Dan Johnson — the Kentucky state representative who committed suicide after being accused of molesting a 12-year-old girl — claimed that he once raised a woman from the dead through prayer.
According to NBC News, the tall tale was one of many sensational stories Johnson told about himself, most of which have now been debunked.
Wednesday, Johnson was found dead in his vehicle of a single gunshot wound to the head. Police found him parked on a bridge in Ft. Washington, already deceased. Earlier this week, he was accused of molesting a 17-year-old girl on New Year’s Eve, 2012, at a church where he was pastor.
He was exposed by a Louisville Public Media investigation that revealed an elaborate “web of lies” that Johnson had told about his past, including fabricated details of his purported ministry set up at Ground Zero after the 9/11 attacks.
“Johnson also boasted about being a White House chaplain for both Bush presidents and Bill Clinton, and professed to have been a peacemaker in Los Angeles during the 1992 Rodney King riots,” said NBC. “KCIP found that Johnson’s claim that he had brought a dead woman back to life while serving as a missionary in South America was based on a letter written by another preacher who admitted he hadn’t seen the supposed miracle and only heard about it.”
Johnson held a defiant press conference at which he refused to resign, saying the charges against him are false. He left a rambling message on Facebook, then took his own life.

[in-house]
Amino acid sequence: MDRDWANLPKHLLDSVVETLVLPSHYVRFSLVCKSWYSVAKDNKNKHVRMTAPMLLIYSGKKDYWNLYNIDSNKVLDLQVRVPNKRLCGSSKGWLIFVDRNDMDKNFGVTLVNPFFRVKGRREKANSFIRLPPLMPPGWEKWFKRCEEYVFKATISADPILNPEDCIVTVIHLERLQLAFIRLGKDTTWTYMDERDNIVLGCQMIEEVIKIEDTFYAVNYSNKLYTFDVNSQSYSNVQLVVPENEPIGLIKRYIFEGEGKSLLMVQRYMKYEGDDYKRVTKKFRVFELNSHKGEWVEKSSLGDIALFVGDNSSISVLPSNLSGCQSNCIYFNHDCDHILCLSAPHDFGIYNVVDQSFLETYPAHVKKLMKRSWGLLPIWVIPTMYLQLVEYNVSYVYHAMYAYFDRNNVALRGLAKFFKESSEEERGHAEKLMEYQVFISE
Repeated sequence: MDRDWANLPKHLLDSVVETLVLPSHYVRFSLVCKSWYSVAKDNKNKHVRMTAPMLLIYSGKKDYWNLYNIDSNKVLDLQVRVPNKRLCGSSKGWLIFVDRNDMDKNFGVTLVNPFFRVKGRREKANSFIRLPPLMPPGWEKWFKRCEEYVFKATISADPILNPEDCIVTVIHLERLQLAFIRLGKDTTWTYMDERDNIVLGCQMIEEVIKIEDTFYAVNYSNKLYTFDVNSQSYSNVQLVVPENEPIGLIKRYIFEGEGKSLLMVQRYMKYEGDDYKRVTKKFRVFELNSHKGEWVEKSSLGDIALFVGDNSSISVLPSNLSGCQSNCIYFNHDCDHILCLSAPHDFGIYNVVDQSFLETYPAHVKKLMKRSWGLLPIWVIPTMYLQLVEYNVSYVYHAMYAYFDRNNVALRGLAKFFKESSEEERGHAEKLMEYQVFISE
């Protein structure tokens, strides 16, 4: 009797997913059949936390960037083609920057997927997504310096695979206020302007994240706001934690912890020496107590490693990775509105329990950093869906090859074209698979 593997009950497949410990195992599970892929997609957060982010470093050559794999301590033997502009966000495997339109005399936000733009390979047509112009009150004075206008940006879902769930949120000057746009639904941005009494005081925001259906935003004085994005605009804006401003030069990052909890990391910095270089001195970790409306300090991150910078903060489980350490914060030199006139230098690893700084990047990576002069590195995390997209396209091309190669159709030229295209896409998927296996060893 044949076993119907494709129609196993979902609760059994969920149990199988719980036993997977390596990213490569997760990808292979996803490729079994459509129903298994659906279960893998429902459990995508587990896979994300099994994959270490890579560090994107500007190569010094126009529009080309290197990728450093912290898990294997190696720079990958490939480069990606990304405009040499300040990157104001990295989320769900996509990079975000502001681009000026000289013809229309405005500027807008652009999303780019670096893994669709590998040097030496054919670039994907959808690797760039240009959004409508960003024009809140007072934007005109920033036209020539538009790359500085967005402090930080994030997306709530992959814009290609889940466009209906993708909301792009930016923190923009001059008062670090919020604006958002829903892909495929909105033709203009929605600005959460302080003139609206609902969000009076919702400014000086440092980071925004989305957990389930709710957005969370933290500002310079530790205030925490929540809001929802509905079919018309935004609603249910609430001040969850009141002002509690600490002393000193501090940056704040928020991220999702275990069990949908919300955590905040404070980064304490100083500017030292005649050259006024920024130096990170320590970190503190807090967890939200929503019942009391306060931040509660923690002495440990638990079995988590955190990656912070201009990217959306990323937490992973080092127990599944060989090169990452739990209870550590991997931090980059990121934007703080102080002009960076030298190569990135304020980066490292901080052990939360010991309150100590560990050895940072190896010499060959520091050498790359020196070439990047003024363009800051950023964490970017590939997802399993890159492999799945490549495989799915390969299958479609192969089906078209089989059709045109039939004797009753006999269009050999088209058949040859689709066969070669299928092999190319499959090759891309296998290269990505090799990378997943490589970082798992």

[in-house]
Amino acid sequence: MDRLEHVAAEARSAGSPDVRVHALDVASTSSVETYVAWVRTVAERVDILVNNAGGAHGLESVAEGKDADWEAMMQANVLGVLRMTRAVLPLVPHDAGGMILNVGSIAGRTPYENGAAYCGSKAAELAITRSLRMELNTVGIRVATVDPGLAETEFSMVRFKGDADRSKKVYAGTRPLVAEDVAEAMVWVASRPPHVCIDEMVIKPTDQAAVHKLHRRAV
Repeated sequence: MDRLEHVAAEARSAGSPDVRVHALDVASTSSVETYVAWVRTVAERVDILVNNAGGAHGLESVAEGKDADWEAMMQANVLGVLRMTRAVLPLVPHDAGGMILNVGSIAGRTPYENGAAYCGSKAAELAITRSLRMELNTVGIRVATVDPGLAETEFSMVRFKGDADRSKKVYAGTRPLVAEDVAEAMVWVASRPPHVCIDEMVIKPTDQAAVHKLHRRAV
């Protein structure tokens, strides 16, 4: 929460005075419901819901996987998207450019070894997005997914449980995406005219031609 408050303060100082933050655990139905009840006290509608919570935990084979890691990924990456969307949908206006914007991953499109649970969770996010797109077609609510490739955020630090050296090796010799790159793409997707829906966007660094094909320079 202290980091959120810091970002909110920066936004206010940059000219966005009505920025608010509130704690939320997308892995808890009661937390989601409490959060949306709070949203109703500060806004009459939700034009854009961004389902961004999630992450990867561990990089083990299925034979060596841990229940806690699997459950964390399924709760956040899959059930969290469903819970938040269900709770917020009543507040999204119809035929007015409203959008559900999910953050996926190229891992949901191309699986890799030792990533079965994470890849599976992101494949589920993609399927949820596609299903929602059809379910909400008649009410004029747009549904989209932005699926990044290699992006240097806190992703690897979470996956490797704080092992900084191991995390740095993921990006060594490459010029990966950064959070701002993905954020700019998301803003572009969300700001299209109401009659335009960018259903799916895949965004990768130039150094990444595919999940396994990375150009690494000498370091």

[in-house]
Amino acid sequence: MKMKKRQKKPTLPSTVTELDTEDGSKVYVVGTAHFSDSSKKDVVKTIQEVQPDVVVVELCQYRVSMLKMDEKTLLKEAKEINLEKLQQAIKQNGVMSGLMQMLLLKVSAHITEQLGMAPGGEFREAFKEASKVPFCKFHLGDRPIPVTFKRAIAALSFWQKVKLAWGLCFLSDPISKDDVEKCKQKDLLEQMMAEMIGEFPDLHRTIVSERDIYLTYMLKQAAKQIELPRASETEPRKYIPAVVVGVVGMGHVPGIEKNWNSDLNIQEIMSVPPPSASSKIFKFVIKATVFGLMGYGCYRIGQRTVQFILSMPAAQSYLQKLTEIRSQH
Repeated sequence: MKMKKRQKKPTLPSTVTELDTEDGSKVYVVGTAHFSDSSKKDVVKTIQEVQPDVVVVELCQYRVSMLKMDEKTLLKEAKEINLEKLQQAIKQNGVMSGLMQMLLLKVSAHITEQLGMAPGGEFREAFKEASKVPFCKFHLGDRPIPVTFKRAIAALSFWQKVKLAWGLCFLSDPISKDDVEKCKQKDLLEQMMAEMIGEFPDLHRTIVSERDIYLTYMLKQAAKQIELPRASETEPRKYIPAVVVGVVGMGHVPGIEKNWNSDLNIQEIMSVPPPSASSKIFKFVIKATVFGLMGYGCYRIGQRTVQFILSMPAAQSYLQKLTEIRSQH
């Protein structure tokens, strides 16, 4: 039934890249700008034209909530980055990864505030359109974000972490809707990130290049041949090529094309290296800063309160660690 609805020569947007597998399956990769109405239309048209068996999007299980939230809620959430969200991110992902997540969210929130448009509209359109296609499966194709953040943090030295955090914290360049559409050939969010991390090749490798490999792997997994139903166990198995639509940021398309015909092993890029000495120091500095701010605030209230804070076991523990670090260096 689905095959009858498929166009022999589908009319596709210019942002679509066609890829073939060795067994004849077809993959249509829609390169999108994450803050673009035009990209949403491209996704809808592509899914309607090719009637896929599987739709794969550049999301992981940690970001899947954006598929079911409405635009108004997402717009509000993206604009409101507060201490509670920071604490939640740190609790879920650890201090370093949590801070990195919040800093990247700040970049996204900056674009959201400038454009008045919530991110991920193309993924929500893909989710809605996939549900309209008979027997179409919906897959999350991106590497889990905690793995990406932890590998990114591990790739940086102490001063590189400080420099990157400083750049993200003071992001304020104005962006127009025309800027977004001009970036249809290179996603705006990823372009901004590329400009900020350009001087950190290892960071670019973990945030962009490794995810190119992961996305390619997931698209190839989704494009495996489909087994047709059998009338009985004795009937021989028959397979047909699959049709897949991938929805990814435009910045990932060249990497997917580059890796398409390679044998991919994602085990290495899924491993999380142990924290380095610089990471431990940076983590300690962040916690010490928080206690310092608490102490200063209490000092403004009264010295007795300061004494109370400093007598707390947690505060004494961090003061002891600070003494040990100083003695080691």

Johnson’s widow Rebecca Johnson maintains that her husband is innocent and that the charges against him were a “high tech lynching” and said she intends to run for his seat in the state house of representatives.
Other lies Johnson told included claims that he earned a “doctorate of divinity” from a bible school in Des Moines, IA; that the Ku Klux Klan burned down his church in 2000 — he was later charged with arson — and details from his recounting of the 9/11 attacks that do not stand up to scrutiny.
For instance, Johnson said that he watched the 9/11 attacks from “a mile away” in a room at “The New Yorker Hotel.” The Wyndham New Yorker Hotel is actually in midtown Manhattan, 3 miles north and out of the line of sight of where the World Trade Center stood.